Japan Economic Foundation

Chairman's Article
(excerpts from JEF's Magazine "Japan Spotlight")

71 . The Changing Economic and Political Role of China

The Changing Economic and Political Role of China in Asia
- Implications for Japan and the United States -
July/August 2005
Noboru Hatakeyama Chairman and CEO Japan Economic Foundation

Reflecting the increased weight of the Chinese economy in Asia, the Chinese government has become increasingly active and aggressive in its bilateral relationships with other countries and regions. Examples include: (1) a China-ASEAN FTA on trade in goods, (2) the start of negotiations on an FTA with Australia, (3) strengthening the bilateral relationship with India and (4) promoting the East Asian Community (EAC).

In view of these developments in China's trade and foreign policy, I believe that the country's intentions, which were to conduct domestic reforms by using outside pressure deriving from its WTO and FTA obligations, are now colored with its ambition to attain a leadership role in Asia.

I would now like to discuss the impact of Chinese foreign policies upon Japan and its reaction to them. Because of the limited space, I will only refer to the four points mentioned above.


(1) An FTA between China and ASEAN

China and ASEAN as a whole concluded FTA negotiations on trade in goods last November. This FTA will come into force for each country as soon as the domestic procedures for ratification have been completed. The tariff rates for each country will start being reduced from this year and will be eliminated in principle by 2010. Japan started FTA negotiations with ASEAN as a whole in April and it has already been negotiating individually with Thailand and Indonesia. The Japan-Singapore FTA came into force in November 2002 while the Japan-Philippines FTA and Japan-Malaysia FTA have already been agreed in principle. If the Japan-ASEAN FTA negotiations are not concluded and the China-ASEAN FTA comes into force, then goods exported from Japan to ASEAN countries would be subject to the normal tariffs of ASEAN countries except for Singapore, whereas goods exported from China to ASEAN countries would benefit from reduced or zero tariff rates. The tariff rates of ASEAN countries are relatively high. Japanese companies would therefore have even more reasons to shift their factories to China. To avoid this situation, the Japanese government should expedite negotiations, especially with ASEAN as a whole.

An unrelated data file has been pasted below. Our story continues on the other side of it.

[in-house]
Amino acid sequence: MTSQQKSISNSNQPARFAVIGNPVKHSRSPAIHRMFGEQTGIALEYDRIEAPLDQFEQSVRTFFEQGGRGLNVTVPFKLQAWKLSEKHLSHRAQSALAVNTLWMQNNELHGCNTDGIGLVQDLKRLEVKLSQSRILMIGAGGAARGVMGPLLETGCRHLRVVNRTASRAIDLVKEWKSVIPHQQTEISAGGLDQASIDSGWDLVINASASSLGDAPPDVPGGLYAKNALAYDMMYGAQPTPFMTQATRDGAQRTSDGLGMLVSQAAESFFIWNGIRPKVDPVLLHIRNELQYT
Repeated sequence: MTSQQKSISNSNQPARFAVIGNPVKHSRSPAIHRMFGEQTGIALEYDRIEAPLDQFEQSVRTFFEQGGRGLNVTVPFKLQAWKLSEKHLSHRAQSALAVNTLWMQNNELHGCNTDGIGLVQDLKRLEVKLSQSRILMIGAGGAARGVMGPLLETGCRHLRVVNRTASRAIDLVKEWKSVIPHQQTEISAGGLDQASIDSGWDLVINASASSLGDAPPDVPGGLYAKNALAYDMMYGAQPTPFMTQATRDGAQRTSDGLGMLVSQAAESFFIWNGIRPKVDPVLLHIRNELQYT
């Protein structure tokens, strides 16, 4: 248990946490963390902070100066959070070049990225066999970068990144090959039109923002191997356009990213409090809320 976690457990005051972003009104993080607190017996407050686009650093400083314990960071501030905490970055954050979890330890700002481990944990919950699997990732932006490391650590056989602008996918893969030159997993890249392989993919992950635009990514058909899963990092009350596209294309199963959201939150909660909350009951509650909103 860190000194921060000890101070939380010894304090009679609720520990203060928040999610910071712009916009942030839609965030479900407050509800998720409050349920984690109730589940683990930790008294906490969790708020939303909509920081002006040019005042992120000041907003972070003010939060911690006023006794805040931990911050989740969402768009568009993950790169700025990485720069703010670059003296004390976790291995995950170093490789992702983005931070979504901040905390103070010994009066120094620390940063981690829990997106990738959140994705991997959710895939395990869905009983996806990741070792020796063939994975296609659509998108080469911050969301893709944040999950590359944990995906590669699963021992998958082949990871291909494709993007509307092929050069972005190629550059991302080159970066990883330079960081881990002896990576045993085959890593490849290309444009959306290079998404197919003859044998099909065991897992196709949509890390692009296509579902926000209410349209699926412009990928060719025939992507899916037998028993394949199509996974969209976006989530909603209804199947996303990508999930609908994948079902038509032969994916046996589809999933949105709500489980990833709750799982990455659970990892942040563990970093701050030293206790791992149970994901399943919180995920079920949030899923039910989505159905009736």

(2) Possible Chinese FTA with Australia

Australia and China agreed to start negotiations on a bilateral FTA when Prime Minister Howard visited China in April. Judging from the precedent of the China-ASEAN FTA, China will request Australia to recognize the country as a full "market economy" and not to apply the China-specific safeguard system admitted by the WTO when China joined it in 2001. Australia may decide to accept these requests. Japan had been reluctant to start even a joint study, let alone negotiations, on an FTA with Australia. But when Prime Minister Howard visited Japan in April, Japan decided to start a joint study. However, it remains to be seen whether this joint study will lead to FTA negotiations because Australia is among the four largest exporting countries of agricultural, forestry and fishery products to Japan.


(3) Strengthening the Relationship with India

Wen Jiabao, the Prime Minister of China, visited India in April, and agreed with Manmohan Singh, India's Prime Minister, to expand trade and to quickly settle the boundary dispute between the two countries. I think the strengthening relationship between China and India is very good for these two countries and especially for other Asian nations, including Japan. Although it is generally said that India is a card against China, the country has not been able to play such a role because its economy is much weaker than China's. If the China-India relationship is strengthened, India will be able to learn a lot from China on how to strengthen its economy, including ways to attract foreign direct investment. On the other hand, China will be able to learn a great deal from India about democracy in the political arena. An economically stronger India and a politically more democratic China will be good for the world.


(4) The East Asian Community

After ASEAN declared in the Bali Concord II on Oct. 7, 2003, that it would establish the ASEAN Economic Community (AEC) by 2020, China has been actively contributing to the formulation of the East Asian Community. China has also expressed its readiness to host the second East Asian Summit. This is considered to be a precursor of the EAC, and the first summit will be held in December 2005 in Kuala Lumpur, Malaysia. The "community" implies that part of the sovereignty of each member country in the Community would be conceded to the EAC, as has been the case with the EU. But I do not think any Asian countries, including Japan and China, are ready to concede any of their sovereignty to the EAC. Can we imagine a communist country like China conceding part of its sovereignty to a body that operates under different rules from communism? Japan cannot welcome China entering the EAC as long as it remains a communist country. Then why is Japan going to attend the East Asian Summit in December and why is it interested in formulating the EAC? Because in the process of China entering into the EAC Japan wants to see it becoming a fully democratic country politically, implementing democracy, respecting human rights and observing the rule of law. Unless China changes in this way, Japan will not approve the establishment of the EAC.